Extrapolate that a bit, and I would think it stands to reason that Facebook may very well become a basis for artificial intelligence as one investor already predicted. That is, if it hasn’t become sentient already…
“The year is 2029. The machines will convince us that they are conscious, that they have their own agenda worthy of our respect. They’ll embody human qualities, they’ll claim to be human, and we’ll believe them.”
– Ray Kurzweil, The Age of Spiritual Machines
Obvious Predictions Fall Short; Unseen Developments Arise: It’s perhaps the most obvious of my relatively obvious predictions, but it’s still worth consideration. While some of these predictions are likely to come to fruition (if they haven’t already behind the scenes), the future of social media most certainly holds developments that few — if any — could predict.
What are your predictions?
5 Comments Add yours
Great post although I think geo-locational social networks will find their place in the digital landscape. Foursquare’s latest update including photos & commenting will help fan connect at venues especially at sporting events. Looking forward to catching up with you in Australia in 2011.
You were begging for disagreements: I think you’re off with #1. The issue with check-in fatigue, especially on FourSquare, is the lack of instant gratification (especially once you’ve acquired most of the basic badges) and the effort required. I bet we start to see more passive check-ins in 2011, where the apps check-in on your behalf.
But, I totally agree that web traffic will continue to decline. I recently read (can’t find the source) that overall bandwidth for web sites is dropping like a rock, as streaming & apps make more demands on the network. With 2011 being predicated to be the Year of the Smartphone, I wouldn’t be surprised to see more companies relying on app impressions than web impressions.
Solid post Pete, and agree with most of your predictions, especially about location based services. As you mentioned, checkin fatigue, and the endless amount of people checking in from exciting places like gas stations and supermarkets, will lead to Foursquare/Gowalla fizzling. I really see LBS services like Facebook Places(since it has the critical mass of users) and SCVNGR(since allows for a deeper engagement than merely checking in) taking over and pushing Foursquare and Gowalla to the trash heap.
In regards to tweets/status updates taking away web traffic, I don’t see that one happening much. Mobile accessibility has changed the way I consume info – instead of going to ESPN or CBSSportsline, I now trust my network to put the most interesting and engaging links at my disposal. And as long as it’s something I’m interested in, I’ll still click through and check out the articles.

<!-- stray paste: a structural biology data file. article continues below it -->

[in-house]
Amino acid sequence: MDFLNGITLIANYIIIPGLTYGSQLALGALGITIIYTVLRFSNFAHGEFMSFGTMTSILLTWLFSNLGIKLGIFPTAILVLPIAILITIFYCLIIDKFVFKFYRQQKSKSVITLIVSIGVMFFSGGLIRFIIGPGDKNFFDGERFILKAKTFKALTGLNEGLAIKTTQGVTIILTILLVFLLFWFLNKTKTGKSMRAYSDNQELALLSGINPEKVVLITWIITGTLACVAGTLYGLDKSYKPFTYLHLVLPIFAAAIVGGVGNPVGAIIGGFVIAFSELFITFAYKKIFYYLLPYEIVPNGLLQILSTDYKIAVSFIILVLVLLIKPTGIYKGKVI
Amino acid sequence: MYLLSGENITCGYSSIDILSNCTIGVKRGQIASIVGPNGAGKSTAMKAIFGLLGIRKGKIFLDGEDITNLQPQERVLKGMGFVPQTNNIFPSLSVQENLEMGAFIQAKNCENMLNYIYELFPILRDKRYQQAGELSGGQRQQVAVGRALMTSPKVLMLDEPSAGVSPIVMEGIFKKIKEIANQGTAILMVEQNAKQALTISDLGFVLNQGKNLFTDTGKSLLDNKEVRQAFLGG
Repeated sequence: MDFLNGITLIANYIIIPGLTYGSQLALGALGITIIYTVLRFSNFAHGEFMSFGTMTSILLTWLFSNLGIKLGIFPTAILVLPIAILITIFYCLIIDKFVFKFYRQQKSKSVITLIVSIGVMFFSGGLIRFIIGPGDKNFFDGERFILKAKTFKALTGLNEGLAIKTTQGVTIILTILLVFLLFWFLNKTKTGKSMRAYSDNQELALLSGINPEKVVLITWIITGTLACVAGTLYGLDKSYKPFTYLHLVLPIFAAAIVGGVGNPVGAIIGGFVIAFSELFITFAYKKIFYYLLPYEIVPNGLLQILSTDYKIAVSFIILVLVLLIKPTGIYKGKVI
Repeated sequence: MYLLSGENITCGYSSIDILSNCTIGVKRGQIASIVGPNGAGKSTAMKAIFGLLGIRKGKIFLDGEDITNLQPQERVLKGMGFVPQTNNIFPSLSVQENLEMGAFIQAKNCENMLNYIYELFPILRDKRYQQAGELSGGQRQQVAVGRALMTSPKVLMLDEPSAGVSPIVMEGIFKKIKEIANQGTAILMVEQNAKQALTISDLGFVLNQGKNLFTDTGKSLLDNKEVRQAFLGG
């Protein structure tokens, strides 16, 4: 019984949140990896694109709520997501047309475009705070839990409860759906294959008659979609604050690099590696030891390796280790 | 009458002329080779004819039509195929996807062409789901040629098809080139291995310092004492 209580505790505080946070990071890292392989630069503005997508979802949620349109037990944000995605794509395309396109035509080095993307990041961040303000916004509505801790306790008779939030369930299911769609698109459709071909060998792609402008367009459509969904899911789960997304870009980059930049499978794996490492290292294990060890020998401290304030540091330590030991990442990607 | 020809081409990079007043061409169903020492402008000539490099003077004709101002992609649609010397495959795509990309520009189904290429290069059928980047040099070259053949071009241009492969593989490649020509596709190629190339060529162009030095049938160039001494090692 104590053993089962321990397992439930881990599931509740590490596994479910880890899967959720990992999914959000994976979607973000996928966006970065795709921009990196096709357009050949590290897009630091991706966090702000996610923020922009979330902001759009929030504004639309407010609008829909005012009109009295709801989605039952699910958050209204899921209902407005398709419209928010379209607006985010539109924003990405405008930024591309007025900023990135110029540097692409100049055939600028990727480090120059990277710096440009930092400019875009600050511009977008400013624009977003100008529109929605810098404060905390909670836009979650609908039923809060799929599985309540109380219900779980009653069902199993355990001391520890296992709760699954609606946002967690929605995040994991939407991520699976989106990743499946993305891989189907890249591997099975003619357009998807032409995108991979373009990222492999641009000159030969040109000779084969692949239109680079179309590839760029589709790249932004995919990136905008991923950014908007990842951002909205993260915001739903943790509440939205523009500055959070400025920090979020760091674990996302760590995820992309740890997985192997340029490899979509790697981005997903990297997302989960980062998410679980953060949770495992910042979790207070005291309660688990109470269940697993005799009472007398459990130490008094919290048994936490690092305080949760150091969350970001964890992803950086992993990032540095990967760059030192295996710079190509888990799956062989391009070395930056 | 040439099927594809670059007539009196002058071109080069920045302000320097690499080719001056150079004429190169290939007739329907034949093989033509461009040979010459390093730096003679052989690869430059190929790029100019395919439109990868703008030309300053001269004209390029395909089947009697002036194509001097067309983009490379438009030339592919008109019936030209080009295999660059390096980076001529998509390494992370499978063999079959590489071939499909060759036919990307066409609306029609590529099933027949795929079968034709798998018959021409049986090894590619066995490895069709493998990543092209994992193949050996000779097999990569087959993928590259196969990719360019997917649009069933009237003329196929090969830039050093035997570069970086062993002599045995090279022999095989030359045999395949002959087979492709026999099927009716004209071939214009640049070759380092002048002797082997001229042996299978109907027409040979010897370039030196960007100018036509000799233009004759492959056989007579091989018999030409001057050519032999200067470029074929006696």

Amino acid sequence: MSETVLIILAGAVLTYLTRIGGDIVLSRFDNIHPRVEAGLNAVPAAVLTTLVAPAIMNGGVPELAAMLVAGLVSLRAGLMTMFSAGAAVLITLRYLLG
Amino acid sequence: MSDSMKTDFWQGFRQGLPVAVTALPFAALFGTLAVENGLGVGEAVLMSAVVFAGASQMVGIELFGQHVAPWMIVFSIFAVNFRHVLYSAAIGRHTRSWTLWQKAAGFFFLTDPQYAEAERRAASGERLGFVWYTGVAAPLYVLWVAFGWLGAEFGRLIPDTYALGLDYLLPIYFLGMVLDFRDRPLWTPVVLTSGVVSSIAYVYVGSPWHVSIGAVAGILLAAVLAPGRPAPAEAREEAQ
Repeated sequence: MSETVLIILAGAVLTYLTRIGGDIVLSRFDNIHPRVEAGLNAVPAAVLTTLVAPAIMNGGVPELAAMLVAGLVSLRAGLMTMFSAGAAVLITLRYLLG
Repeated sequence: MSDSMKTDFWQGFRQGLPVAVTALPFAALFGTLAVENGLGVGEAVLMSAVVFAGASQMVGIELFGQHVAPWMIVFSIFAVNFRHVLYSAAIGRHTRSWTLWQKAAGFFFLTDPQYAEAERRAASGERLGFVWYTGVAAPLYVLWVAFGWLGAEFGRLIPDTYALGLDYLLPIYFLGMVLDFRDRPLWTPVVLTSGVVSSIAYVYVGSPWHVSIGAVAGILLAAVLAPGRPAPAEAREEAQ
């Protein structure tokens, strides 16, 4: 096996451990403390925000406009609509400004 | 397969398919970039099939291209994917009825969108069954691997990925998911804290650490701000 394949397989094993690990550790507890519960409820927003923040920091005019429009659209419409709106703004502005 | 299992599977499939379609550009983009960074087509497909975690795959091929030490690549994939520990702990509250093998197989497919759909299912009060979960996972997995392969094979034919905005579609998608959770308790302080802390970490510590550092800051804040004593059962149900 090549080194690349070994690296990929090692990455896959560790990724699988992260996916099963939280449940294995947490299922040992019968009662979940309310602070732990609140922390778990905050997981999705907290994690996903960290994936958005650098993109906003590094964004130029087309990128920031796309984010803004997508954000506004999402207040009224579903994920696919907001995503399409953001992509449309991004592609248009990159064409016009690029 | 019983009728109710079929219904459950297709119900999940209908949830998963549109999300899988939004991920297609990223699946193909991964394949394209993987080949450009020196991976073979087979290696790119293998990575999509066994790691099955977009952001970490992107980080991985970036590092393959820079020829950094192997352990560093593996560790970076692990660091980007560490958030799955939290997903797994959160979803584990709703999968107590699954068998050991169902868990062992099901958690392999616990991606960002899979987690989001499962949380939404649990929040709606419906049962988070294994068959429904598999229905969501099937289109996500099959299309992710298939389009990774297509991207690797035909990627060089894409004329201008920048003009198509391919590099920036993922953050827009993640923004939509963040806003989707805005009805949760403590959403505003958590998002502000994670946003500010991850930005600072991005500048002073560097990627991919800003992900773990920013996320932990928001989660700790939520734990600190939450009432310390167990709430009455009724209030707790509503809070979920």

Hope you and the team have a Happy Holidays
Thanks for sharing your thoughts here. Here’s my take:
I agree that in their current form, geo-location services won’t go mainstream. The key is that there are not yet enough incentives to have people make checking in a new habit. It’ll be a lot more convenient when checking in is linked to swiping your credit card or passive check ins start working better.
For Facebook, I don’t think they’ll charge brands for anything we get for free currently, but the big thing will be virtual goods and Facebook credits.
Not sure about web traffic. In all my experiences, utilizing social media correctly has led to increased traffic to websites, blogs, content, etc. But web traffic for certain things (like live scores or stats) that people don’t necessarily need a website for, traffic may drop.
Metrics and measurement will definitely be in the spotlight more. There are some good third party solutions and ways to measure whether or not posting social media content and links are driving leads, purchases, email signups, or whatever your goals are. I expect a lot more people to begin taking advantage of these. And people will hopefully realize that social media is not just a marketing play, so other metrics won’t be ignored. Ultimately I think people will stop worry about social media metrics/ROI and look at the bigger picture – how their overall online recognition, sentiment and content efforts across multiple channels is affecting things.
Lastly (shameless plug), I’ve put together a sports/social media predictions compilation the last 2 years (this year’s should be out today or tomorrow). Next year, I’d love for you to be involved.
Enjoying the predictions but … I’m going with Jason on the web traffic thing. Since I started doing social media pushes for us our web traffic has doubled. I like to think of it as a “conversion” of the masses whom didn’t know about us to start looking for information on our website.
Is it wrong for me to be excited for social media tool providing companies to burst? I’m growing tired of their “guru-isms”.
Keep on rocking New England.